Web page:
Five Factor Wellness Inventory (FF-WEL)


The Five Factor Wellness Inventory (FF-WEL) is used to help individuals make healthier living choices by assessing characteristics of wellness. The FF-WEL was developed from the Wellness Evaluation of Lifestyle (WEL) and measures the higher order wellness factor along with five second order factors and seventeen discrete scales. These factors are all measured using 74 scored items and a number of experimental items which include: a 6-item perceived safety scale, a 3-item perceived wellness scale and an 8-item context scale (demographics are also included).

Author

Jane E. Myers and Thomas J. Sweeney

To Access this Instrument

Five Factor Wellness Inventory

About Mind Garden, Inc.

Mind Garden is an independent psychological publishing company of leadership, coping, anxiety and many other assessments and developmental materials.  Since 1994, Mind Garden has sought to preserve and grow important psychological assessments.  Mind Garden has an array of services related to online access and scoring of instruments.

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Reliability and Validity

Since there are three different versions of the FF-WEL to better evaluate individuals in different age groups, the FF-WEL is considered highly reliable and valid as a survey instrument. The three versions for age groups are: children – 3rd grade reading level, adolescents – 6th grade reading level, and teenagers and adults – 9th grade reading level.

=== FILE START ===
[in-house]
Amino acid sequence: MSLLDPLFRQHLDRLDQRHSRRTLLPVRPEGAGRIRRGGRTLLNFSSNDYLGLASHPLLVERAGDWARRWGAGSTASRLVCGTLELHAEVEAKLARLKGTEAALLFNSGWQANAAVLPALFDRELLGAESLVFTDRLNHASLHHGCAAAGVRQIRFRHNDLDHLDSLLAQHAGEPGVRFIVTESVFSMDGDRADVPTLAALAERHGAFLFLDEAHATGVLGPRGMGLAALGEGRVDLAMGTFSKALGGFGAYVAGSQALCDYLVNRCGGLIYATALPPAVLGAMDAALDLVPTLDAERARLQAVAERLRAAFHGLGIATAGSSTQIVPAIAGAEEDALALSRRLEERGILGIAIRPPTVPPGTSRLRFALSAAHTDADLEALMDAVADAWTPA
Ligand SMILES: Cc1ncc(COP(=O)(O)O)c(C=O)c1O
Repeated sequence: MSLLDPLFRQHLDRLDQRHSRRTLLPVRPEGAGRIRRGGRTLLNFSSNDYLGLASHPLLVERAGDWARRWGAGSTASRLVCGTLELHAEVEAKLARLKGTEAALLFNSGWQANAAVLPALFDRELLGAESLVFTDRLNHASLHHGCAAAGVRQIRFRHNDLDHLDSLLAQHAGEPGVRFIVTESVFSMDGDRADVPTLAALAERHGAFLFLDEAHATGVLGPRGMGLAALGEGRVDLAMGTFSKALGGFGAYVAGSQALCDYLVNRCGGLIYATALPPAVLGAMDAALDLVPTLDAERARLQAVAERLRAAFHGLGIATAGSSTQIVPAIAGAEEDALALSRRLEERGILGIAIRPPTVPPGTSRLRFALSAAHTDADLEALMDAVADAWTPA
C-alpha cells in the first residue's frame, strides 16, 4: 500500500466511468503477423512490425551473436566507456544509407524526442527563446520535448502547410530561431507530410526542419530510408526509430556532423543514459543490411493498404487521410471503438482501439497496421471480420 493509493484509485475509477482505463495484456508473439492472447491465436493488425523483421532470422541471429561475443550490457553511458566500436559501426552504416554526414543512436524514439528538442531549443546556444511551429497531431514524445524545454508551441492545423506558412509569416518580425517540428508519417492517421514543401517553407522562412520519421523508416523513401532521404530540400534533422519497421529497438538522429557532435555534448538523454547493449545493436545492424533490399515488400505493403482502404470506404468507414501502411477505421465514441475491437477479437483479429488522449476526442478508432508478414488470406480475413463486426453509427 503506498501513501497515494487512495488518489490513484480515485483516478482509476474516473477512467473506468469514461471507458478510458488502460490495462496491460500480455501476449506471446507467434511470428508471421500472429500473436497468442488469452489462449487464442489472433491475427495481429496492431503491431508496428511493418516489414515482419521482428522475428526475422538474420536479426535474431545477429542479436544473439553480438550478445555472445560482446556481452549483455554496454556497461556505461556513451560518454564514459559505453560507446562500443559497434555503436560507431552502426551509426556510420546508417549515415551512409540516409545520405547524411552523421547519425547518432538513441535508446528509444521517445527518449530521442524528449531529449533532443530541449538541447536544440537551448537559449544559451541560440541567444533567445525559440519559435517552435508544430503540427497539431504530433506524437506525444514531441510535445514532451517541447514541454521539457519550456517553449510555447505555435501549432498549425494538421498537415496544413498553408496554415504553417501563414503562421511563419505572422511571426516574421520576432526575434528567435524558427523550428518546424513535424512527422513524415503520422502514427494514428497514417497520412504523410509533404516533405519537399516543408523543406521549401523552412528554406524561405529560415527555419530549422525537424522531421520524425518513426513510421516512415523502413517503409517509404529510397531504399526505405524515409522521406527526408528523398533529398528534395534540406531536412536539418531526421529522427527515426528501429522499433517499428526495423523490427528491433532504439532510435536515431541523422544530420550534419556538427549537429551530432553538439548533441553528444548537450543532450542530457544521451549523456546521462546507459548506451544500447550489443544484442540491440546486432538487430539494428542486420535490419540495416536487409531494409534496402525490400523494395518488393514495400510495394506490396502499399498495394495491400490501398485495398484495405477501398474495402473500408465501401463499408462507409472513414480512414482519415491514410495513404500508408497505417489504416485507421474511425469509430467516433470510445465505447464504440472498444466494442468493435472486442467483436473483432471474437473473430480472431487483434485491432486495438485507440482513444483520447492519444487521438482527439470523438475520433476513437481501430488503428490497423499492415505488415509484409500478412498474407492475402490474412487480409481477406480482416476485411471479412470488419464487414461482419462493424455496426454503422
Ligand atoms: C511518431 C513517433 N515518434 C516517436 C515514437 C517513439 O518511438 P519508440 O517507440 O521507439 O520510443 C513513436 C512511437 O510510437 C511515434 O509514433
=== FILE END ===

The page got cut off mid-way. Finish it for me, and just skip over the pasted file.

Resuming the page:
Administration, Analysis and Reporting

Statistics Solutions consists of a team of professional methodologists and statisticians that can assist the student or professional researcher in administering the survey instrument, collecting the data, conducting the analyses and explaining the results.

For additional information on these services, click here.

Dissertations that have used the Five Factor Wellness Inventory (FF-WEL)

Mirza, Annina Maheed. (June 2012). FF-WEL-A Urdu Version: Adaptation of Five Factor Wellness Inventory Adult Version into Urdu. (Marywood University)

O’Brien, Elizabeth R. (2007). The Relationship Between Master’s Level Counseling Practicum Students’ Wellness and Client Outcomes. (University of Central Florida).

Robinson, Dawn M. (January 2012). The Perceived Relationship between Wellness and Microaggressions in African American and Latina American Female Doctoral Students in Counselor Education Programs. (Georgia State University).

References

Hammer & Marting. (1987). Convergent and Divergent validity were investigated by comparing scores on various WEL scales to similar scales on instruments such as the Coping Resources Inventory.

Myers, Jane E. and Sweeney, Thomas J. Wellness Counseling: The Evidence Base for Practice. The American Counseling Association.

 


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